Saturday, February 19, 2011

The Tip Of The Iceberg.


This is the year things evolve.
I've thought about quitting more seriously than ever. Things have slowly phased out, I stopped doing on-camera work and focused on voice overs. While this choice wasn't mine, it happened, and I just kind of went with it. I was with an agency for 17 years, and was transferred to the adult department, to an agent who never sent me out and then disappeared for a few days, which led to him being fired for drugs. I left that agency to go with a manger, who, months in, started going blind from a medication, and quit to focus on a class action lawsuit.
I've lived in a state of frustration over my career since. While no job I ever had ever came easy, things definitely always worked out. Suddenly I found myself with an on-camera agent and with no means to get one.
I took the time to focus on myself, and to just breathe.
Now it feels like the year where I get busy doing it, or get busy doing something else.
Many people I know in "the business" are miserable.
I like to think that the business isn't directly responsible, but it is also undeniably engineered in a way that leaves you feeling unstable, undesired, and, most importantly, out of control.
I have 70 year old actor friends that have been acting 50 years, and cant get work. I have 35 year old actor friends who feel that their careers are over now that they're nearing 40, even though they work consistently.
Theres never a safety net, you never know when your next job will come, and theres nothing you can do about it. You could be the most beautiful, the most talented, and it just might not happen for you. You're too tall, you're too short, you're too fat, you're too thin, you gave the best audition, but you just happen to closely resemble the producers ex-wife, and for that reason, he just doesn't want to hire you.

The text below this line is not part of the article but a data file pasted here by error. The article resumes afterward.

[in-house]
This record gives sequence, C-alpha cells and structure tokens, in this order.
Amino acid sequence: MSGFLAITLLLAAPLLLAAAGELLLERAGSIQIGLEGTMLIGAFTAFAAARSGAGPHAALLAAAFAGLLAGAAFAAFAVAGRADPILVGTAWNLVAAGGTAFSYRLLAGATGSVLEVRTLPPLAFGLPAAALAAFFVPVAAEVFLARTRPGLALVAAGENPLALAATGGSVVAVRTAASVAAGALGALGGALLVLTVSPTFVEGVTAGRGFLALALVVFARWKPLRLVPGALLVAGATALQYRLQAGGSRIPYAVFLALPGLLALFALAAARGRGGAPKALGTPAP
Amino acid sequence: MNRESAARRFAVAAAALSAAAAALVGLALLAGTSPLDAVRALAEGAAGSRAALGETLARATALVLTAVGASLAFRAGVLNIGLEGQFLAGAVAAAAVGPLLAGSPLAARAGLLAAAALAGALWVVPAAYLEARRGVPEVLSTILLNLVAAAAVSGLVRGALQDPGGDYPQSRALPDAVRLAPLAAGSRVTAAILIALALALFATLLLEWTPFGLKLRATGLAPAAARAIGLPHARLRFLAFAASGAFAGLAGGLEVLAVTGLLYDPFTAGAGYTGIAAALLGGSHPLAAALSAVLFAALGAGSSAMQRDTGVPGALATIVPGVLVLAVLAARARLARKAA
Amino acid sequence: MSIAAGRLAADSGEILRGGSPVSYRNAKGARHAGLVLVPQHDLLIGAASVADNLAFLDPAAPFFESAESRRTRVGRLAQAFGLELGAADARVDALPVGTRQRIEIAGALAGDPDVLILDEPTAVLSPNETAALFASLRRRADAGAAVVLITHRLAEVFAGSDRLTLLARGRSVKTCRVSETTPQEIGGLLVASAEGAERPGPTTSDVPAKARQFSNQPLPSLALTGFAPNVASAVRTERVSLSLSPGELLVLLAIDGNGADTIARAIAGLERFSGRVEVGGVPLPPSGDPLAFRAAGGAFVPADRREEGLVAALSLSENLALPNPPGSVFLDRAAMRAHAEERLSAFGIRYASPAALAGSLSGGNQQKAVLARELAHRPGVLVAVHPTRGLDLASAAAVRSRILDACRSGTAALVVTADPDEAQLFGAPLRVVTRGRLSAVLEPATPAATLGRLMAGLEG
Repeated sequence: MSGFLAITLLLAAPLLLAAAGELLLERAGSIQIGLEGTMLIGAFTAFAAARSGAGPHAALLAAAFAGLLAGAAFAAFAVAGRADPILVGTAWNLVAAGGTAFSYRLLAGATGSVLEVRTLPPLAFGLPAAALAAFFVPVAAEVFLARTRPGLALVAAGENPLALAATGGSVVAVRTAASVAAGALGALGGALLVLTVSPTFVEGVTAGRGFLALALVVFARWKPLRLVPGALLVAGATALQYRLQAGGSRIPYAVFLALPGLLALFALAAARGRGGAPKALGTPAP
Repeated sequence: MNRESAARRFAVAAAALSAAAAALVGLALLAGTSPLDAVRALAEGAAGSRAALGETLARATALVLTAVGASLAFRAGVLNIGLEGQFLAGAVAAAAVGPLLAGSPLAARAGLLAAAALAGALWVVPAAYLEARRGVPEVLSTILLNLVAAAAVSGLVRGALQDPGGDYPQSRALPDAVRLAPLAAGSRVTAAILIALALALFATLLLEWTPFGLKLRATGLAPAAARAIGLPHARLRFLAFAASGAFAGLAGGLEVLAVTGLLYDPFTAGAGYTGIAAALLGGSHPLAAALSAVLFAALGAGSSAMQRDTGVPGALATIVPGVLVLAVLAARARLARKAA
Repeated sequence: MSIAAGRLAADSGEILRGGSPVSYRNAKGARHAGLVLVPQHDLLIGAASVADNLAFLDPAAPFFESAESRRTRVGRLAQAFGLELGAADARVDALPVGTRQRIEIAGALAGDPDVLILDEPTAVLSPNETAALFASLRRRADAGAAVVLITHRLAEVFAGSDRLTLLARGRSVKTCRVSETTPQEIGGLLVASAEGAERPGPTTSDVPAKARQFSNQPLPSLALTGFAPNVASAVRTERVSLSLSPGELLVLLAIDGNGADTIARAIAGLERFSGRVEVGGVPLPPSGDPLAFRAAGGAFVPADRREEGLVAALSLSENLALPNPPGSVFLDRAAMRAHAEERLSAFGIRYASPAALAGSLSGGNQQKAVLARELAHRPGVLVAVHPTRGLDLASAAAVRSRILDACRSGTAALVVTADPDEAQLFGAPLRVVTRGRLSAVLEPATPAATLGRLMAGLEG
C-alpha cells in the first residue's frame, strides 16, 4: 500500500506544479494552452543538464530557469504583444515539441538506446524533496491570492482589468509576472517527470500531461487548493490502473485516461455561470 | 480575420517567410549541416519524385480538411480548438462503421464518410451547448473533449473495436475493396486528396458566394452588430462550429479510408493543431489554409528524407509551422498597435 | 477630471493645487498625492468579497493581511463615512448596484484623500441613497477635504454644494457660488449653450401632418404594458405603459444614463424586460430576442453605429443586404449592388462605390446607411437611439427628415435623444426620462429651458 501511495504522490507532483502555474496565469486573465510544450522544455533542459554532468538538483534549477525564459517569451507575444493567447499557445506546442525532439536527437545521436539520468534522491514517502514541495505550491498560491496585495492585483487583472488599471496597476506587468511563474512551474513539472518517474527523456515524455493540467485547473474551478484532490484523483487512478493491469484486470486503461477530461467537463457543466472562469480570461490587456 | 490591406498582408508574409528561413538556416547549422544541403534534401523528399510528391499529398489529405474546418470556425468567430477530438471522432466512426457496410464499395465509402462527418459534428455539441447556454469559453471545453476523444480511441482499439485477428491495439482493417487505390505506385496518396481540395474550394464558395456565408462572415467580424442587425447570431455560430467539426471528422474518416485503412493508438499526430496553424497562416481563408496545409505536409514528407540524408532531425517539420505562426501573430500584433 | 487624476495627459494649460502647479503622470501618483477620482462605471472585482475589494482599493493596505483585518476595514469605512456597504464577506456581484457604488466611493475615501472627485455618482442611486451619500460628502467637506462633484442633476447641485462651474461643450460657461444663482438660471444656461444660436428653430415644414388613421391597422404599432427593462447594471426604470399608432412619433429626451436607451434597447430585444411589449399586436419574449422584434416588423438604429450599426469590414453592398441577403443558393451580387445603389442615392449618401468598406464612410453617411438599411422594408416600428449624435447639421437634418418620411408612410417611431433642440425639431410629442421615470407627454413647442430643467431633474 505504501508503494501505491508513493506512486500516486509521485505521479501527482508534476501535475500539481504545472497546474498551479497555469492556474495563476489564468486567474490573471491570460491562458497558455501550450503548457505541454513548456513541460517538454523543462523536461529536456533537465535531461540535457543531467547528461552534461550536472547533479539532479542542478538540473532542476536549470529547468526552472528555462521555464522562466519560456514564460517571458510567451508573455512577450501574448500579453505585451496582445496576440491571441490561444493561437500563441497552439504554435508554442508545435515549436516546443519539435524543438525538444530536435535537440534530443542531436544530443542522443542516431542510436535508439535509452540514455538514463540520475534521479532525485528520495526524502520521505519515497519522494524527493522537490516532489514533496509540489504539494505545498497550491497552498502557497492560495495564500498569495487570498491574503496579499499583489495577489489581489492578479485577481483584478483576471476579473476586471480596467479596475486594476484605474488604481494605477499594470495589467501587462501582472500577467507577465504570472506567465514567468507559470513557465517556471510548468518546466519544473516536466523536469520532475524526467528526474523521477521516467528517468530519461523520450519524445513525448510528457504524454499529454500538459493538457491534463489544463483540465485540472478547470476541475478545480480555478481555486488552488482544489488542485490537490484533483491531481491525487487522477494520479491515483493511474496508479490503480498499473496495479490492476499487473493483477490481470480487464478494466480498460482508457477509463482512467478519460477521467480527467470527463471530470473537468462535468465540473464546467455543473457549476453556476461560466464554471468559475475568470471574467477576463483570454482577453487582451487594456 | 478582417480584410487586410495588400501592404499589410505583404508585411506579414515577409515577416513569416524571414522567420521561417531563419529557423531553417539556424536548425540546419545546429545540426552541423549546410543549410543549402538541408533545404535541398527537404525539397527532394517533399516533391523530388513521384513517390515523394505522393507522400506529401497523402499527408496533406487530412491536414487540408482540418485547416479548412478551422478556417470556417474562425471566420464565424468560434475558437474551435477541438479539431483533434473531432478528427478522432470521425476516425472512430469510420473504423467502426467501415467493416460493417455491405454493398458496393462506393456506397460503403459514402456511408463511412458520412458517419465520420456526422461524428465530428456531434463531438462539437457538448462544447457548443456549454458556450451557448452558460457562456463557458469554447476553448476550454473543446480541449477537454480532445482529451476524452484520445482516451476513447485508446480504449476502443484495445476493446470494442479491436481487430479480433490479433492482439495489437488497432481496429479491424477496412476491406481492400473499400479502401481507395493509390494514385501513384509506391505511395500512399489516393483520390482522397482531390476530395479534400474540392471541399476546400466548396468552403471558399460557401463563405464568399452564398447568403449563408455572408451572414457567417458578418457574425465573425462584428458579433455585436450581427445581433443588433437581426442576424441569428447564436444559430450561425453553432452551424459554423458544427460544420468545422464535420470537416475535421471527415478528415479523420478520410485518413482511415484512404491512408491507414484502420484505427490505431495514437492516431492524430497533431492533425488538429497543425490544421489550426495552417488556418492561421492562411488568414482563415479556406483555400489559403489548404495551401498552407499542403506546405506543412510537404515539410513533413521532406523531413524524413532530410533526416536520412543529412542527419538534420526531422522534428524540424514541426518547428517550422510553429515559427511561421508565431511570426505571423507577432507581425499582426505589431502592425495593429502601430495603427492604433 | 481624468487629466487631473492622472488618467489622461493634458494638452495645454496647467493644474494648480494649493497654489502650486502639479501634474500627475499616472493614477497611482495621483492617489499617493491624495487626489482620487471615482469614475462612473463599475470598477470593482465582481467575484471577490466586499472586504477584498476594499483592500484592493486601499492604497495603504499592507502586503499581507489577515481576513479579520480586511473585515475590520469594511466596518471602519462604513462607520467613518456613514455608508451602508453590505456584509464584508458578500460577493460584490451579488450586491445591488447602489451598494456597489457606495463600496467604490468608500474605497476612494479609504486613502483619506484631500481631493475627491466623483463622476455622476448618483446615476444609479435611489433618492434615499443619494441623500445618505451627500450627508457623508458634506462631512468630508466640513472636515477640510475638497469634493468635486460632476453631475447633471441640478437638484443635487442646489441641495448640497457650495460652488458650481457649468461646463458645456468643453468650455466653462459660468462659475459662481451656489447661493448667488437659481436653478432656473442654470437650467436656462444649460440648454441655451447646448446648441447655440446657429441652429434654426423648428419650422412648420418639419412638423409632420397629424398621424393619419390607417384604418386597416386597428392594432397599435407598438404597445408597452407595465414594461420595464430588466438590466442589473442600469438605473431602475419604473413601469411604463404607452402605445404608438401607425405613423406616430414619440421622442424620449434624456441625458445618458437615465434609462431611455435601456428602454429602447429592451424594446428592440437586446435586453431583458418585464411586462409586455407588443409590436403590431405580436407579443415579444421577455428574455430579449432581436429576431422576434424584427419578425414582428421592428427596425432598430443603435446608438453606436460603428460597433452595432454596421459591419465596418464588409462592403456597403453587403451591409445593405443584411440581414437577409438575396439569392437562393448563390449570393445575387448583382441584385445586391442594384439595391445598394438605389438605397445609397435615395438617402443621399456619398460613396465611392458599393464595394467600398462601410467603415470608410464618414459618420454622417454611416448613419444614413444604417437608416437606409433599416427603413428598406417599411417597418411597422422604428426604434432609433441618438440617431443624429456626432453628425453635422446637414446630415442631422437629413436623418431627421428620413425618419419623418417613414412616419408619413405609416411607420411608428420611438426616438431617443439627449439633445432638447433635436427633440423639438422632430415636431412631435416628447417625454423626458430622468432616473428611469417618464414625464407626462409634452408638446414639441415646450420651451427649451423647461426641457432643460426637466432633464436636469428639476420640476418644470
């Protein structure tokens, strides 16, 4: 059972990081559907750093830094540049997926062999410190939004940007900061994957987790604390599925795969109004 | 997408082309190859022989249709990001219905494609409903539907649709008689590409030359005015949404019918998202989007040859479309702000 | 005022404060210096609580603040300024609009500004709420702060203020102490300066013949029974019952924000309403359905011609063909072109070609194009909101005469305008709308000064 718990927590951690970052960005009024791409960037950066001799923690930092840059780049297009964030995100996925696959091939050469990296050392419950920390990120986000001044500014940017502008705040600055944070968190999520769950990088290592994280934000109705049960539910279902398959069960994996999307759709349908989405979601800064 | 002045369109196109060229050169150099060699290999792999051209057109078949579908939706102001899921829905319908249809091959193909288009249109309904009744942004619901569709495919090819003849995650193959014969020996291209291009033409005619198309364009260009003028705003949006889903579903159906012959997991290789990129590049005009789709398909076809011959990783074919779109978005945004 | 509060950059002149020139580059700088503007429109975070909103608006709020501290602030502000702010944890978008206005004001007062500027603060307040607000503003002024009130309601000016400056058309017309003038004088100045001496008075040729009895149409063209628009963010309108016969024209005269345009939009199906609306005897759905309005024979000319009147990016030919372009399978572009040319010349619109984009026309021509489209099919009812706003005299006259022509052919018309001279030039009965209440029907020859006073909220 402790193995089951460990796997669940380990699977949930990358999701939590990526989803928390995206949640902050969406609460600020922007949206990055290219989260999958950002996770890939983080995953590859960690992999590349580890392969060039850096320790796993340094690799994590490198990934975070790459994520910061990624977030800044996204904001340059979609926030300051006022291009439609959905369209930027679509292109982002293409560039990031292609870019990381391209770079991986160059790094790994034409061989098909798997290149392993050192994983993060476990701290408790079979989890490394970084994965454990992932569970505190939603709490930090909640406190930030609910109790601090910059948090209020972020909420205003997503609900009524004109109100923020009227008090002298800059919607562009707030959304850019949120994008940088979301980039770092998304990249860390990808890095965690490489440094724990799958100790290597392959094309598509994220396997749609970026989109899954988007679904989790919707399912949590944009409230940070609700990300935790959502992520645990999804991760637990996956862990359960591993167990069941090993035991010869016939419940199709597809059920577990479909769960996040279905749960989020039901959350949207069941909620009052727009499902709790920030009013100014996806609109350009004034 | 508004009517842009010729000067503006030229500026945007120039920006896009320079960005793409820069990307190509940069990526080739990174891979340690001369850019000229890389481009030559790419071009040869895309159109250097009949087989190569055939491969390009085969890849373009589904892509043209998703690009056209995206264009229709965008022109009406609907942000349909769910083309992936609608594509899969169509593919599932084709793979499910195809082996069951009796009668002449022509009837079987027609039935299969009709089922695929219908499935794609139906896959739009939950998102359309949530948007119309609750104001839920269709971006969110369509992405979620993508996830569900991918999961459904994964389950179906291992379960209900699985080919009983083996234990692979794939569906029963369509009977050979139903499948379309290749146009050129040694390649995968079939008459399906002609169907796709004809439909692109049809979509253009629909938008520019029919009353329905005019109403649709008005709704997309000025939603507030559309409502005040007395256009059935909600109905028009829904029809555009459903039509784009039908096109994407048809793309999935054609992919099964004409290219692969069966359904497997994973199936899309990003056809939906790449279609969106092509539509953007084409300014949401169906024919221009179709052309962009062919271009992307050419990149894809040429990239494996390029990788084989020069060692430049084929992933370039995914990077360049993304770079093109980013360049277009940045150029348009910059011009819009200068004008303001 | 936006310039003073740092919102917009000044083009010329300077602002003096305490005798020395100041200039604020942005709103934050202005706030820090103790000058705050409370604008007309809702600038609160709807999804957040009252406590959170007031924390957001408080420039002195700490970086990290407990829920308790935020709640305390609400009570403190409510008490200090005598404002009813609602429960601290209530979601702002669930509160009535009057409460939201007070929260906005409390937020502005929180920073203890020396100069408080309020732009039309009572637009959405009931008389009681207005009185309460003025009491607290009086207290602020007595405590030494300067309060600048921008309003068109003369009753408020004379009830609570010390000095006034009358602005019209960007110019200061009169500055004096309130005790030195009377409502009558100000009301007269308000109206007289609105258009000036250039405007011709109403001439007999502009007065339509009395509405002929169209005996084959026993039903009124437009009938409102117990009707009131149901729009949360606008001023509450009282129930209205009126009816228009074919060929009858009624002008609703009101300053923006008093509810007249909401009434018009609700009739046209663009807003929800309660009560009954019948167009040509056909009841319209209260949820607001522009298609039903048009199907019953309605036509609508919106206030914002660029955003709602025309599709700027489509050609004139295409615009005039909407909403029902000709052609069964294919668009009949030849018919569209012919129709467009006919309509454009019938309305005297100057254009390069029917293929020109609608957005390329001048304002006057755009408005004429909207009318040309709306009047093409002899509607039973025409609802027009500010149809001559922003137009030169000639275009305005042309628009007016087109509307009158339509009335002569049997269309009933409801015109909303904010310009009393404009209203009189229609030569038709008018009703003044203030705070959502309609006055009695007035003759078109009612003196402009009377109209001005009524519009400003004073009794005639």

There is no rhyme or reason.
Some are members of the "lucky sperm club", children of industry parents who show the slightest interest in acting and are granted an instant career, no talent required.
Sometimes its a blow job in the right place.
But more often its just luck, timing, and perseverance.

The industry is different. Its constantly changing. Its a common thing now for people to hear "offers only" or "name only" meaning that the role will only go to someone somewhat well known, although that in and of itself is very relative. Their are surprisingly few well known actors, the kind who can actually give a boost to a television show or film. So when a role is offer only, its usually goes to an offer who may have a lot of credits, but that almost none of the general public knows by name, or is even familiar with. This used to only happen for big roles, but now its for things so small you wouldn't believe it.
I can't help but believe this is nothing but producer ego.

Some of my discontentment has to do with the way I grew up. My parents raised me with a huge reverence for film, and I've seen a great deal. It frustrates me that my contemporaries have no idea who George Sanders is, and that they'd struggle to name one Bette Davis film, much less ten.